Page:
The issues surrounding distribution and management of ecosystem resources in local communities in the face of climate change has never been more relevant. This qualitative study seeks to explore the understanding and implications surrounding environmental justice in local communities in the framework of environmental courses provided by organisation “A” in northern Tanzania. The environmental justice indicator framework served as a conceptual framework to analyse the stakeholders' understanding and the local communities' experience surrounding different dimensions of environmental justice. Focus group discussions and semi-structured interviews were carried out with a total of 25 participants for data collection and analysis. A thematic analysis methodology provided several findings related to the contrast in substantive, distributive and procedural justices in relation to the environmental courses provided by the organisation “A” and the local authorities. The study highlights the dynamics of access, power and control and the implications of intersectionality in relation to the distribution of ecosystem resources in the targeted rural communities. Concludingly, the research study highlights the need for more advocacy, coordination and efforts from the stakeholders, local authorities and local communities in achieving environmental justice for all.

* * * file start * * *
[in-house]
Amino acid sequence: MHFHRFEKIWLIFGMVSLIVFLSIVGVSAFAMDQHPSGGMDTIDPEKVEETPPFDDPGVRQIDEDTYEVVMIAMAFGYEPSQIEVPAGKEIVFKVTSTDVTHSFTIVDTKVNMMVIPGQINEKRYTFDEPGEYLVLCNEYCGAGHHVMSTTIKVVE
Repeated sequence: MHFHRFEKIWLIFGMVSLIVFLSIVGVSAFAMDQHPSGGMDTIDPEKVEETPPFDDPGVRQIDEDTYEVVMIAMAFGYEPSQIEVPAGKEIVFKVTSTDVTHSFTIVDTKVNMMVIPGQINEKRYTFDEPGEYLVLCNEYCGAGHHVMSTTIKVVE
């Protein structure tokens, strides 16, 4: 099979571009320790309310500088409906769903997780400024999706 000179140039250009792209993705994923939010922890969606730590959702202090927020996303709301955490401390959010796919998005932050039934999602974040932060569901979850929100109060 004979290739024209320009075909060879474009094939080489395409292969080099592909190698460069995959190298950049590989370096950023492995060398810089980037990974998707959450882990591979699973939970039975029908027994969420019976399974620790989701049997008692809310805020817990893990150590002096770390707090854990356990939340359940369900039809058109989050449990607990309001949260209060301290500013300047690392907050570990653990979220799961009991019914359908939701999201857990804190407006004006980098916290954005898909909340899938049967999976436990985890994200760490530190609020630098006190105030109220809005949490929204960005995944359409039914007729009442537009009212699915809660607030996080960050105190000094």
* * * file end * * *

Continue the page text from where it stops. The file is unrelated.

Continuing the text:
Community climate commons for collective climate action
Nessica Nässén, Maja Lilja, Stefan Sjöberg and Johan Colding, University of Gävle (in person)

Abstract no 84